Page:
All posts by jwbaker

James Baker is a Curator in the Digital Research team at the British Library, historian of long eighteenth century Britain, and Software Sustainability Institute Fellow. In September 2015 he takes up a Lectureship in Digital History/Archives at the Department of History, University of Sussex. He has held positions of Postdoctoral Fellow with the Paul Mellon Centre for Studies of British Art and of Assistant Project Manager for the ESRC funded 'City and Region, 1400-1914' project.

#thisis2015

This time each year I write about something a little different: music. I listen to huge amount of music (as my last.fm scrobbles alone attest) whether working, moving, resting, reading, or playing. My annual #thisis20XX playlist – or the Jim Awards as a good friend once called it – is my attempt to rationalise and celebrate the best new sounds that caught my attention in the last twelve months. I always miss something I’ve heard and there is always something the DiS or Pitchfork round-ups which would have made the cut if I’d heard it, but then sheer scale of the problem – if you can call not having enough time to enjoy all the music you want to a ‘problem’ – is part of the fun. As much of my music listening ‘supports’ working, the playlist has a strong bias towards instrumental music: records from Kamasi Washington, Godspeed You! Black Emperor, Vessels, Errors, Nils Frahm, Jaga Jazzist, Blanck Mass, Four Tet, Max Richter, Sons of Kemet, and Aphex Twin have been valued companions and research aids this year. My record of the year is Lease of Life by Errors, with The Sovereign Self by Trembling Bells a close second. And my track of the year is a tie between Laura Marling’s “Gurdjieff’s Daughter” and “To Die in L.A.” by Lower Dens (both from otherwise a bit meh records). Honourable mentions go to Everything Everything for finally making a record I get the fuss about, FFS for making me laugh, Mew for returning as preposterous as ever, Modest Mouse for returning, and Public Service Broadcasting for making history exciting (Go!).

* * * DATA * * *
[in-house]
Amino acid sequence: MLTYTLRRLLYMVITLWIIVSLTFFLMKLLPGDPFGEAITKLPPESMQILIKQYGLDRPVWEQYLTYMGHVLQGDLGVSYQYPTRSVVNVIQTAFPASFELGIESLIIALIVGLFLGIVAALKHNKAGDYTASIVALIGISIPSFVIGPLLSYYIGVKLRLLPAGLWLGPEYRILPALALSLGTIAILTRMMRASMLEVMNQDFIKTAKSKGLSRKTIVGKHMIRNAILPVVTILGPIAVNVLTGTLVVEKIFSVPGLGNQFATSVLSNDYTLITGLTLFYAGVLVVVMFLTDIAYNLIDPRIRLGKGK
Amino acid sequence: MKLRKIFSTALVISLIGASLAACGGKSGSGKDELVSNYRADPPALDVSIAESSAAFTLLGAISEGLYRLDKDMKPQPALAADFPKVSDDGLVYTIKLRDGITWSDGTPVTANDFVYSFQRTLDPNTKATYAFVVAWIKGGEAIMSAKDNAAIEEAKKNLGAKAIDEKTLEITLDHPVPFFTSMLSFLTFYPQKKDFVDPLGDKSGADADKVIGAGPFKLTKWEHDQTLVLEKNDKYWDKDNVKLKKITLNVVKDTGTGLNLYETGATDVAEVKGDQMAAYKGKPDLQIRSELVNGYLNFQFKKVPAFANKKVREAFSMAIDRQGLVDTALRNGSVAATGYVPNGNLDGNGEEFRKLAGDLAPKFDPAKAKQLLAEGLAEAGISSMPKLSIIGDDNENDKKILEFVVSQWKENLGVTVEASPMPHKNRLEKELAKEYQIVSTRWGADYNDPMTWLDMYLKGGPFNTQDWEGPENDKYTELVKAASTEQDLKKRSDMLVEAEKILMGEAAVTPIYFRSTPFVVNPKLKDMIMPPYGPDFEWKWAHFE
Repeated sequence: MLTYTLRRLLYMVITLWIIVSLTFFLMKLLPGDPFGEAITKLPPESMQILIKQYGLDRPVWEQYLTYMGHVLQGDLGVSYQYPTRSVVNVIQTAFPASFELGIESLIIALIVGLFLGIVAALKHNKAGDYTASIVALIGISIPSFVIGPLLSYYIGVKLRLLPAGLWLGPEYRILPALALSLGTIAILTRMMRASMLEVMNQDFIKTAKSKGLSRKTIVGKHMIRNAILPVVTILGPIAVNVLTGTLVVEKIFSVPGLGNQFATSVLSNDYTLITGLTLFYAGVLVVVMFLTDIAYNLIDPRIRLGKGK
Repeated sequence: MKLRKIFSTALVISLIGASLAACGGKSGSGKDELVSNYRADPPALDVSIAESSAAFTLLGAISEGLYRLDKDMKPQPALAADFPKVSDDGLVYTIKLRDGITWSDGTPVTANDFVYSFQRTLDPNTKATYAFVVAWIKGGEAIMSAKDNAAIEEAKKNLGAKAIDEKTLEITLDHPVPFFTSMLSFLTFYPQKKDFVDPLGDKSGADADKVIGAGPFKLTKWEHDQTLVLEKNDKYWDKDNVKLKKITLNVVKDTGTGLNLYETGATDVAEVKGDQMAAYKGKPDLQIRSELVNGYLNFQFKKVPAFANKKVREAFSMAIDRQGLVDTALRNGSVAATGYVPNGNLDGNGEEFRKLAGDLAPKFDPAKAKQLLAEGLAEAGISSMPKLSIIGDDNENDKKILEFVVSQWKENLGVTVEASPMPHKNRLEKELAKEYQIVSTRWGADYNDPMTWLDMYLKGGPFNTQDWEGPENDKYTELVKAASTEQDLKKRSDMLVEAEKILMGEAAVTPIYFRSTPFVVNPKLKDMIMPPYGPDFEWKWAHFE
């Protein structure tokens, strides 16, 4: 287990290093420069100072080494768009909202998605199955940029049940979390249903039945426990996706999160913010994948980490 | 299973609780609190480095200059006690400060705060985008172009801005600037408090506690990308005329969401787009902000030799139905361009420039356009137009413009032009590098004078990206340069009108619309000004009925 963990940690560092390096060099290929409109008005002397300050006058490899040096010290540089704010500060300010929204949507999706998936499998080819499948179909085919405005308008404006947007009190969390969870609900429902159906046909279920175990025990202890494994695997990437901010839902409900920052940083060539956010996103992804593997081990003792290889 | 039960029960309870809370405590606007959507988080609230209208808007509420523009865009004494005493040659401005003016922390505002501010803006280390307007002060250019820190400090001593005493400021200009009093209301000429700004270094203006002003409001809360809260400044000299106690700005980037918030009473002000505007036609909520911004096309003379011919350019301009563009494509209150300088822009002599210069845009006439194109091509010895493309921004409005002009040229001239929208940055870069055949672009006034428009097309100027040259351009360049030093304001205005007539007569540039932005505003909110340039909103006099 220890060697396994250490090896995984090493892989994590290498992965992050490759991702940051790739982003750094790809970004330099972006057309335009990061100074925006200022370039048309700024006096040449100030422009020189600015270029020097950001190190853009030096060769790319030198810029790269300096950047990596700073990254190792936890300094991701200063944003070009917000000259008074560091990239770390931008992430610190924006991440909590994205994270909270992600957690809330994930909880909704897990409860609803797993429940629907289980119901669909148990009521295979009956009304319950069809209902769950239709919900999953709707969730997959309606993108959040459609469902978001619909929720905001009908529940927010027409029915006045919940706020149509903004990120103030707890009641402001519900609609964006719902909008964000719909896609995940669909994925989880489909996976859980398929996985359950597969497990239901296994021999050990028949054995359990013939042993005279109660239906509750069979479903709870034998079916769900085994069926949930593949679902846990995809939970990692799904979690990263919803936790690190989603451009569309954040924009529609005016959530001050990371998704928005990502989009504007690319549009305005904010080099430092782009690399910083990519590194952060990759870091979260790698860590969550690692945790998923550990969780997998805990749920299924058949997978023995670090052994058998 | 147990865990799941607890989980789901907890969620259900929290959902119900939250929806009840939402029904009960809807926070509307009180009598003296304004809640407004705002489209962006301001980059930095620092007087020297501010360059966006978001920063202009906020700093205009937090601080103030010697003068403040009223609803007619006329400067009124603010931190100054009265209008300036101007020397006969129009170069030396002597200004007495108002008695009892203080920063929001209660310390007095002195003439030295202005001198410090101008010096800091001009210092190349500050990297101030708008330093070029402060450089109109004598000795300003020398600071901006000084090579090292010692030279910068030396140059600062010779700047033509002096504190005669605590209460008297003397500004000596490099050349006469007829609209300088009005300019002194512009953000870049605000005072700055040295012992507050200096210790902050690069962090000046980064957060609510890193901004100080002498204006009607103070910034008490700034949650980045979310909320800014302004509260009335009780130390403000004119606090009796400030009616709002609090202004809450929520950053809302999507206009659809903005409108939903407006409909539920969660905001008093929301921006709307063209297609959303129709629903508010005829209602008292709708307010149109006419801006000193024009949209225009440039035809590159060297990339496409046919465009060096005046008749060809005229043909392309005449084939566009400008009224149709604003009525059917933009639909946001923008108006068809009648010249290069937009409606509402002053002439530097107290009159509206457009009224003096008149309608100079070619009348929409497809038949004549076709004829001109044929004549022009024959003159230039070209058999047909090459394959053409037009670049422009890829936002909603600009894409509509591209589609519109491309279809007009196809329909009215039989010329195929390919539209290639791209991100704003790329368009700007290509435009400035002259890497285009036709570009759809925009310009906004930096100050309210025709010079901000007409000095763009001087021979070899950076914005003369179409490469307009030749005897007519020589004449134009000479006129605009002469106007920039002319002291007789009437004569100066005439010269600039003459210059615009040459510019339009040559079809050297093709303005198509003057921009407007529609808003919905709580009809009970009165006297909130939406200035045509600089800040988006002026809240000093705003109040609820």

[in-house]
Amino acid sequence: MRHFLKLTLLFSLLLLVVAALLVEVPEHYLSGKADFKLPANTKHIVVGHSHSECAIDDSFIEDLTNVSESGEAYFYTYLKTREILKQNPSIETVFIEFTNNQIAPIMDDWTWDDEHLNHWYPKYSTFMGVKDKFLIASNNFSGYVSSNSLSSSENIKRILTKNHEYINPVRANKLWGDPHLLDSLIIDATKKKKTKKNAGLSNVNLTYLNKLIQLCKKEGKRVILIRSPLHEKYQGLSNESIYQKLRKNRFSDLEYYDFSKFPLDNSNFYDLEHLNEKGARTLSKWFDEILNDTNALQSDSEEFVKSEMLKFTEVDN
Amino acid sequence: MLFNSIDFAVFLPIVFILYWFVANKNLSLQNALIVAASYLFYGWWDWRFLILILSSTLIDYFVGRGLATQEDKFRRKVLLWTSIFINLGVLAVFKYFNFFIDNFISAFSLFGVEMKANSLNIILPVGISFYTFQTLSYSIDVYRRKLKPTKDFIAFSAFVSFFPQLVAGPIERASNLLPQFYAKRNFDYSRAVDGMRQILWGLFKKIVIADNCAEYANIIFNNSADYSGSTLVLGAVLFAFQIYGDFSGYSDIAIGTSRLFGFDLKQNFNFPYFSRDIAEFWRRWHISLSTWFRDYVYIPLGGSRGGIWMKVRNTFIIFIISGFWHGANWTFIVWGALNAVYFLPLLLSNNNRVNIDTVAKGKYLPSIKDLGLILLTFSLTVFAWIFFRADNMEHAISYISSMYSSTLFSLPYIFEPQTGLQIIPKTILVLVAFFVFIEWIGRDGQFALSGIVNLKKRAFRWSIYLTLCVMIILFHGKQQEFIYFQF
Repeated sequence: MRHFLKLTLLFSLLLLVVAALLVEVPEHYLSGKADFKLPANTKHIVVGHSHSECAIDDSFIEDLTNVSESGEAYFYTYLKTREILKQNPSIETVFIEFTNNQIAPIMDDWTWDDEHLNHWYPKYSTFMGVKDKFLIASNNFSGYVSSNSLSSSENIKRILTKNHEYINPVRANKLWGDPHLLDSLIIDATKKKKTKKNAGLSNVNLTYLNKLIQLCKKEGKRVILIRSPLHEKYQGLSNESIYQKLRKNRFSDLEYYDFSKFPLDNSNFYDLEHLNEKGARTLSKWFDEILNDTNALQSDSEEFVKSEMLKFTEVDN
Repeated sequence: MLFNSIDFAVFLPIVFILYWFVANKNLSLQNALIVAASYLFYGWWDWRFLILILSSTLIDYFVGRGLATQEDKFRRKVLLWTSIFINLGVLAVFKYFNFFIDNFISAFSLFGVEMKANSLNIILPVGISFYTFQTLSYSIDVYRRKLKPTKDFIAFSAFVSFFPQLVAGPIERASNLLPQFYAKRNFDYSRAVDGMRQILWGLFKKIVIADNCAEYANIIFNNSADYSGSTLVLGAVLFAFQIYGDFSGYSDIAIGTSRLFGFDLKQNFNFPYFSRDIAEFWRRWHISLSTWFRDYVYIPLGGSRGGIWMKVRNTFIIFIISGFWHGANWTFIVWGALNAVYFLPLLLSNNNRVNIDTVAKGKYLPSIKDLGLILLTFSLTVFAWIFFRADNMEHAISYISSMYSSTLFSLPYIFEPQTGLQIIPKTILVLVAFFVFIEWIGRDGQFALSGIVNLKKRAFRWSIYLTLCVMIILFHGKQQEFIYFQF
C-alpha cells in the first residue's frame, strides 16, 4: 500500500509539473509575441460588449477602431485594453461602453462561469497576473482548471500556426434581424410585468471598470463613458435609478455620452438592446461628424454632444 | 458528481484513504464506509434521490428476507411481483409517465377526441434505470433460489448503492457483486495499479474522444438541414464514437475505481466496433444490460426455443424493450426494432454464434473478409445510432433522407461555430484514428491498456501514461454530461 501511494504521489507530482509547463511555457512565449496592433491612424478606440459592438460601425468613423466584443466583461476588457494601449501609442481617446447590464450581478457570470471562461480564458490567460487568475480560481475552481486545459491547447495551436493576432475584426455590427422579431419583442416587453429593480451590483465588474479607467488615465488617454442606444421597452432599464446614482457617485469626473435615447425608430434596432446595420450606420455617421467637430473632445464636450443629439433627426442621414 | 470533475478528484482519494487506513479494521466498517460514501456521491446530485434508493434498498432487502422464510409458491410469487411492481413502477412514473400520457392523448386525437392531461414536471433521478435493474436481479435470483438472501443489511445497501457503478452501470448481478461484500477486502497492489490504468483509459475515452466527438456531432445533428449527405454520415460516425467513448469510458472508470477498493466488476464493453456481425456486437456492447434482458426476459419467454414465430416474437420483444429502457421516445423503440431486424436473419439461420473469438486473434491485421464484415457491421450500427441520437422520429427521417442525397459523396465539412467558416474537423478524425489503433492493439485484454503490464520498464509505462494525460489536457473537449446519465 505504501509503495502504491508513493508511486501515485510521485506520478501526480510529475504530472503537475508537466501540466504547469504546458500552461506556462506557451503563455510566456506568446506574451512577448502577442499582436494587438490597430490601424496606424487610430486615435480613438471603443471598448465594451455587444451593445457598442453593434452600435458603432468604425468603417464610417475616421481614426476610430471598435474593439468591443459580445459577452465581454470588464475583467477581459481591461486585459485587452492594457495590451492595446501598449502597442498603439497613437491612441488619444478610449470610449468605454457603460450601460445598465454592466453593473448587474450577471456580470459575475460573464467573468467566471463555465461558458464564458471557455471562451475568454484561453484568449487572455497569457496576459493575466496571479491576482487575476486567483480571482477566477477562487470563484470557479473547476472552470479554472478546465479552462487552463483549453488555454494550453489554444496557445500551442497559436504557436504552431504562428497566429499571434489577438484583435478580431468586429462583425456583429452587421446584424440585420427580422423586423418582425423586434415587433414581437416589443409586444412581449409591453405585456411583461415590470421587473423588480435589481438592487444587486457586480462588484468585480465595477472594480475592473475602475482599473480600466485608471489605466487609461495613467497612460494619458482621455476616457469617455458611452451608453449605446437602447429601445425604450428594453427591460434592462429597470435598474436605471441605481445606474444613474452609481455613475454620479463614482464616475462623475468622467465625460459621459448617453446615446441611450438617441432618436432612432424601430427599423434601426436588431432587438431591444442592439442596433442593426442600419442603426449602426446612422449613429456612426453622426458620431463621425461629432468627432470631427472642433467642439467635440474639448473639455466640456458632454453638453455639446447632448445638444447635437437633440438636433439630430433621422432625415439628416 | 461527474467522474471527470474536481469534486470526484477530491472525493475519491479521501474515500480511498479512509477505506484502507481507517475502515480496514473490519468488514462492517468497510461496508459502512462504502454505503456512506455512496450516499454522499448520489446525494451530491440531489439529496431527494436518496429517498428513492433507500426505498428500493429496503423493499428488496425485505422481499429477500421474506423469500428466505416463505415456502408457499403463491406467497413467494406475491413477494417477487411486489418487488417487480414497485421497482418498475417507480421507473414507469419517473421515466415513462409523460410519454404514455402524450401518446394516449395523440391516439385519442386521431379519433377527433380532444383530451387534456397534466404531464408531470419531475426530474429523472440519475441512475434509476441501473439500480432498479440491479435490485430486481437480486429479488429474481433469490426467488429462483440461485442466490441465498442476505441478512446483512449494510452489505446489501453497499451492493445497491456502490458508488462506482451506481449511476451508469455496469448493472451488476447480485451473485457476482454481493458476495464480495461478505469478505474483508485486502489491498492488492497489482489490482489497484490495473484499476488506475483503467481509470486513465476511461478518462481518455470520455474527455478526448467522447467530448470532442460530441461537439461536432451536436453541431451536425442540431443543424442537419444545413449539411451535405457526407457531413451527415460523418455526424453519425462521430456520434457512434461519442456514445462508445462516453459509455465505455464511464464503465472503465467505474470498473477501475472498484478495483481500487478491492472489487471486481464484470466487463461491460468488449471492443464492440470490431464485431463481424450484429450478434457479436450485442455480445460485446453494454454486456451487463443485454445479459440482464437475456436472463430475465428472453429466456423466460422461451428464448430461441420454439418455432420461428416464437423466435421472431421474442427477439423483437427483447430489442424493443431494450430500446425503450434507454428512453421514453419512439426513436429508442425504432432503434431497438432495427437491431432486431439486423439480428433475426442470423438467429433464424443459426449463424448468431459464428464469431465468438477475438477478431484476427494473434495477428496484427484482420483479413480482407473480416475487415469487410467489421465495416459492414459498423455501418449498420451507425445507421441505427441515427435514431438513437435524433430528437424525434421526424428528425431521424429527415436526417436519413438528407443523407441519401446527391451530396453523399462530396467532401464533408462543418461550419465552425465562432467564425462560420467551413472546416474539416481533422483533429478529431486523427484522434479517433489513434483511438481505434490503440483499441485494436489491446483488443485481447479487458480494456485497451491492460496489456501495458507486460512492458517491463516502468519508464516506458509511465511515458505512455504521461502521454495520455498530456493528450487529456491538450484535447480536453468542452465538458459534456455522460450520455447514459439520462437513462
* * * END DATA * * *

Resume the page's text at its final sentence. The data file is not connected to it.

Of course a year in music isn’t just about new music. This year I discovered the joys of Francis Albert Sinatra & Antonio Carlos Jobim (1967) via Ian Penman’s LRB review of a new Sinatra boxed set. Nobody Wants to Be Here and Nobody Wants to Leave (2014) finally got lodged under my skin. Les Revenants returned (excuse the pun…) and took me back – were I ever away – to Mogwai. The wonderful TV mini-series Show Me a Hero made unexpectedly compelling use of early-80s Springsteen, including “Hungry Heart”. The spectacular jazz drum score to Birdman gave me goose bumps. And – last but never least – I remain enormously grateful to all at BBC Radio 6 Music for continuing to make such engaging, eclectic, and fun radio. Worth the licence fee alone et cetera. More Tom Ravenscroft in 2016 please.